1. Specifiability. The standards must specify all the critical design elements for producing desired outcomes.
  2. Verifiability. There must be a way to verify that the standards are met.
  3. Predictability. A system that is verified to meet the standards must produce the desired outcomes with a high degree of predictable success.

These three conditions can’t be met until the field develops a solid understanding of the cause and effect relationships between inputs and outcomes. Experts may painstakingly develop standards that embody the best of their collective wisdom and intuition. But those standards will be unreliable until the field carries out the research and development to create systems that both meet the standards and lead to predictable outcomes.

Education often fails in predictability

Here is where input-focused education standards often fall short. In education, we frequently specify teaching practices that seem important, such as those listed in TNTP’s recommendations. But that is typically the end of the story. Few schools build systems to make sure that the second and third conditions are met. After specifying the practices that seem important to learning, schools need systems to ensure that the specified practices are in place. Then they need systems for carrying out research and continuous improvement until they can nail down consistent ways to get desired outcomes.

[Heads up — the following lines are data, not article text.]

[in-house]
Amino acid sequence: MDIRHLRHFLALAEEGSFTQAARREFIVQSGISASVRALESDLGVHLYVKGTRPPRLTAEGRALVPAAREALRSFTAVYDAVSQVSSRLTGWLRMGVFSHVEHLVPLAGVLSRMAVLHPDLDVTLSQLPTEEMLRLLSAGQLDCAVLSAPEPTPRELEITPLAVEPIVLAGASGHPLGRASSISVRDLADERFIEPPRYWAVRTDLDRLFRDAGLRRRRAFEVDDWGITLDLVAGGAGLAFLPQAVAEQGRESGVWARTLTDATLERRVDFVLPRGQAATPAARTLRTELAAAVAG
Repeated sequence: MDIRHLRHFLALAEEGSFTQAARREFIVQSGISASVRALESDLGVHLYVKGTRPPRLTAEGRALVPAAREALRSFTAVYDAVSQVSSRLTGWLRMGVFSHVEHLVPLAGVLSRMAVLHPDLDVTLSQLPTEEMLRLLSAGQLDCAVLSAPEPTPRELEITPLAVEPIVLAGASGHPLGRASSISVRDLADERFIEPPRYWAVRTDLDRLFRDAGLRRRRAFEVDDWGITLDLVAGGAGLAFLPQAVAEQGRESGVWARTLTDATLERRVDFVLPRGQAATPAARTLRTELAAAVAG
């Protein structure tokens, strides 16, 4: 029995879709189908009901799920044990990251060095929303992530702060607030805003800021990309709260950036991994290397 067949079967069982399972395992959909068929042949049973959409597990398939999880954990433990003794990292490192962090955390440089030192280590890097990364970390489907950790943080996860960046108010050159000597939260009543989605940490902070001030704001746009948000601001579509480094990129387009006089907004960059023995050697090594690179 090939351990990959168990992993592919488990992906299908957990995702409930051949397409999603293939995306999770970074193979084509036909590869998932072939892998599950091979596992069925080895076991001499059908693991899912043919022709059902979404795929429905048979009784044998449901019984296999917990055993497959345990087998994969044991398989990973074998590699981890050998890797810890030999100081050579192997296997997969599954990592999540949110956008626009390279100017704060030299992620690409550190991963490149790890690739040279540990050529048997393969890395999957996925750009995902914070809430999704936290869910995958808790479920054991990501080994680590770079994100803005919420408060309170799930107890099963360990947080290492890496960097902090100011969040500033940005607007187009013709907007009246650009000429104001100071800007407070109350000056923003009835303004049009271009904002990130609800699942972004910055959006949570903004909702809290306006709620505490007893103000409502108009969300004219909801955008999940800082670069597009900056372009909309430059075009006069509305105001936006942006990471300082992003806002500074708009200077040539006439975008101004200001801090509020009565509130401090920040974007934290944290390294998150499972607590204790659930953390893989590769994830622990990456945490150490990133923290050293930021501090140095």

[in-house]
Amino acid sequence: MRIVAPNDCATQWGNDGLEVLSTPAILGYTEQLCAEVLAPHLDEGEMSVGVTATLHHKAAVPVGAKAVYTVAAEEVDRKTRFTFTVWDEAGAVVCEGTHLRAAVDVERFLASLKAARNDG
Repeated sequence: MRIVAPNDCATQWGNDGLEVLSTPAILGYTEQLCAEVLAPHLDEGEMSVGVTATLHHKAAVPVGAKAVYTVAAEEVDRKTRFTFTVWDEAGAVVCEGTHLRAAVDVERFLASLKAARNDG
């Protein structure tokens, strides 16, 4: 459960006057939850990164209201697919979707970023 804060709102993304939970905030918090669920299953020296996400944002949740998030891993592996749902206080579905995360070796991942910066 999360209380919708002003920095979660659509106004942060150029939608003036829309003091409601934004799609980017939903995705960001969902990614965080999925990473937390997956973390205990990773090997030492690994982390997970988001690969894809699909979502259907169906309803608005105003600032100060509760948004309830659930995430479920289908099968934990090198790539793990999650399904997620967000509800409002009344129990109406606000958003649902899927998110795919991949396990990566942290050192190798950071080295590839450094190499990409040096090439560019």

So, what might an education system with specifiable, verifiable and predictable input standards look like? First, schools need systems for checking that their teachers, learning environments and learning resources meet their chosen standards — likely in the form of some kind of teacher observation protocol. Then, hand-in-hand with frequent observations, teachers need coaching to help them refine their practices, and schools need continuous improvement systems to help them reach specified standards. Finally, schools need to refine their teaching standards, their observation protocols and their coaching and improvement systems — using both learning science and trial-and-error experimentation — until their classrooms produce consistent student achievement. In short, schools need experimentation and continuous improvement to actually get to input-focused standards that work.

As TNTP emphasizes, students deserve learning experiences that make them college and career ready. But getting there isn’t just a matter of commitment to rigorous teaching. Together with specifying what teachers should do, schools need to advance their teacher observation and coaching systems until they get verifiable and predictable outcomes. Unless we take these steps forward in how we approach standards and best practices, good teaching will remain an art more than a science, and operating successful schools will be a trade secret that just lives in the minds of a few brilliant administrators.

This article first appeared on SmartBrief.


  • Thomas Arnett
    Thomas Arnett

    Thomas Arnett is a senior research fellow for the Clayton Christensen Institute. His work focuses on using the Theory of Disruptive Innovation to study innovative instructional models and their potential to scale student-centered learning in K–12 education. He also studies demand for innovative resources and practices across the K–12 education system using the Jobs to Be Done Theory.